As my yoga teacher challenges us each week with mindfulness homework, let me do the same with you. Your homework is a two-fold challenge. In the next week notice how building rapport benefits the quality of your productivity and creativity. Then challenge your company to do the same. Hire a Mars Venus Coach to go over gender strengths and do DISC profiling with your company for your professional development training, or if there isn’t a Mars Venus Coach in your local area have employees take the online eWorkshop: Mars and Venus in the Workplace. It’s not enough just to read about gender intelligence, you have to put the knowledge into actions by interacting in better ways with others.
Lyndsay Katauskas, MEd
Mars Venus Coaching
Corporate Media Relations

Why Promoting From Within Usually Beats Hiring From Outside

Susan Adams, Forbes Staff  4/5/12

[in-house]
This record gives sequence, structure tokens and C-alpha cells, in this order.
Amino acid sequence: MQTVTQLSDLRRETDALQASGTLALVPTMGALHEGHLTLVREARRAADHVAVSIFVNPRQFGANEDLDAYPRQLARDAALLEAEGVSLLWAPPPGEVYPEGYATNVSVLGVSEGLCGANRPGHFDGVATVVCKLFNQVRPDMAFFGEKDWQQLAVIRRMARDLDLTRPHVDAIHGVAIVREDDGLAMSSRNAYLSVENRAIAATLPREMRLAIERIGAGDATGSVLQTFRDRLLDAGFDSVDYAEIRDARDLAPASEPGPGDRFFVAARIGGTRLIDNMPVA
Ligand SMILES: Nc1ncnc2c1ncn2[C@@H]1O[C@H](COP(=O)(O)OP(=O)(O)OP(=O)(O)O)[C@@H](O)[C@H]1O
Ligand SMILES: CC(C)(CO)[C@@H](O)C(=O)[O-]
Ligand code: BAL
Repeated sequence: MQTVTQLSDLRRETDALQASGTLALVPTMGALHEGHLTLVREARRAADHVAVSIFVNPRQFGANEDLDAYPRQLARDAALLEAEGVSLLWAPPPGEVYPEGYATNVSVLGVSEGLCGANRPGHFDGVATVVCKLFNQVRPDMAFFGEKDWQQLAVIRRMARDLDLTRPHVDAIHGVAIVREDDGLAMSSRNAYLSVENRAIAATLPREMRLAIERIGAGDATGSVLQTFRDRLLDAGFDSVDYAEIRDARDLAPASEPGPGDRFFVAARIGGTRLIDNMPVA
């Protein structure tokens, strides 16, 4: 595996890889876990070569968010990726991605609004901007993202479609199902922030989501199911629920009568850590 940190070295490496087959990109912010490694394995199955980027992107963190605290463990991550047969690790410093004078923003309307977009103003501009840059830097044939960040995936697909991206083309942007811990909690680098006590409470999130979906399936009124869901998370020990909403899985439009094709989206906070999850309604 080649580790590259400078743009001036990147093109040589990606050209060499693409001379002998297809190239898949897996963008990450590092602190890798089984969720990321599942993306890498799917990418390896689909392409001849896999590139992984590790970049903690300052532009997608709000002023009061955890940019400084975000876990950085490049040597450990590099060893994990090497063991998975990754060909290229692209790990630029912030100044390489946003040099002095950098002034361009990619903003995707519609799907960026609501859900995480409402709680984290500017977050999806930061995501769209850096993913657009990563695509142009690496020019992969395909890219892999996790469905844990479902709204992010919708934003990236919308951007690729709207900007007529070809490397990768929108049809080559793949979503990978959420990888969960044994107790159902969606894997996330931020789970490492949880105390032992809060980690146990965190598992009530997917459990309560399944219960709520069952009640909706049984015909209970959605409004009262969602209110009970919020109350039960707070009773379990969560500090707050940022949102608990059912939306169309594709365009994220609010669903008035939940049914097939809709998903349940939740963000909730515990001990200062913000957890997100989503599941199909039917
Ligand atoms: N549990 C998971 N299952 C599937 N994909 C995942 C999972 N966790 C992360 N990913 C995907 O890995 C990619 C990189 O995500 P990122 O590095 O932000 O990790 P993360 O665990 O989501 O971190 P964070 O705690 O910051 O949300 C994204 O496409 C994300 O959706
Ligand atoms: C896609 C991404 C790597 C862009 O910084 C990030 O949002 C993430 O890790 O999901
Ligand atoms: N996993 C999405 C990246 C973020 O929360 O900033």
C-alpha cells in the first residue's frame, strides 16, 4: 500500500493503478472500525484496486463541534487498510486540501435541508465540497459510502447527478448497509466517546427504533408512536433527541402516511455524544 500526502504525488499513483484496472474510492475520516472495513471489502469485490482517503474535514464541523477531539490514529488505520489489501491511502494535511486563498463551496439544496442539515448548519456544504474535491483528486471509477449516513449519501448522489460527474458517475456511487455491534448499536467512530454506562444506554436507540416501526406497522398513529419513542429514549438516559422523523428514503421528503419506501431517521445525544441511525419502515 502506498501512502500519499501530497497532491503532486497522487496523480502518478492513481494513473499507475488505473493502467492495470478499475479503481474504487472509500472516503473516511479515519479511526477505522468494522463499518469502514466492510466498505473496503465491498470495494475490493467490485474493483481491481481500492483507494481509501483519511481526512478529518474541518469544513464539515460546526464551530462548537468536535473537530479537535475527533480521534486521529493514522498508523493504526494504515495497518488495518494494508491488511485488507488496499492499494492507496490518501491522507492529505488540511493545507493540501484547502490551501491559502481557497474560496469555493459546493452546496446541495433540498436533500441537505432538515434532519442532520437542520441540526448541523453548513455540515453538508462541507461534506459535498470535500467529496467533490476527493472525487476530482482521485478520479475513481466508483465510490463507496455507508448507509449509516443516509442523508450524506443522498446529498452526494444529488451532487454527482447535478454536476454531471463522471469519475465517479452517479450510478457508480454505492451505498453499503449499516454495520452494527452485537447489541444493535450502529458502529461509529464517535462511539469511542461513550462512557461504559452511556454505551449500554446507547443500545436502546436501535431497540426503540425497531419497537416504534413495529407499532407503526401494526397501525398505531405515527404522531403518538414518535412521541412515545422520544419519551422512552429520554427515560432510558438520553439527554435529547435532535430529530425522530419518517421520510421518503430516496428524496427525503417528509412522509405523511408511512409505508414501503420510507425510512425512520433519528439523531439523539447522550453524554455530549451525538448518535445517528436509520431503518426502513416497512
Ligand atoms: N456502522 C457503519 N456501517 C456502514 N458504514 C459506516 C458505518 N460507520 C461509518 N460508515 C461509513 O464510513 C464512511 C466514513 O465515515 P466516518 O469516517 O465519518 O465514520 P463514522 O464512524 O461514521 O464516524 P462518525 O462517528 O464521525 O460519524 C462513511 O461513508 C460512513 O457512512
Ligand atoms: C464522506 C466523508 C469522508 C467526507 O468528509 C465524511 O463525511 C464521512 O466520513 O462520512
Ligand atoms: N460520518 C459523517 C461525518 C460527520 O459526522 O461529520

This week The Wall Street Journal wrote about an intriguing new study looking at the cost of hiring employees from the outside, versus promoting from within. The study is by Matthew Bidwell, an assistant professor at Wharton who focuses on patterns of work and employment. Bidwell was interested in the 30-year-old trend of workers jumping from one employer to another multiple times in their careers. Bidwell says there’s not much data on the costs of job-hopping. He suspected that employers didn’t realize how much more they were paying to bring in workers from the outside.
Indeed, Bidwell found that not only do external hires get paid more, but for their first two years on the job, they receive significantly lower marks in performance reviews. External hires are also much more likely to get laid off than are those promoted from within. Bidwell scrutinized seven years of employee data, from 2003-2009, from the U.S. investment banking unit of a financial services firm, which included information on 5,300 employees in multiple jobs, from traders and research analysts to support staff. He also examined data from another investment bank and a publishing company.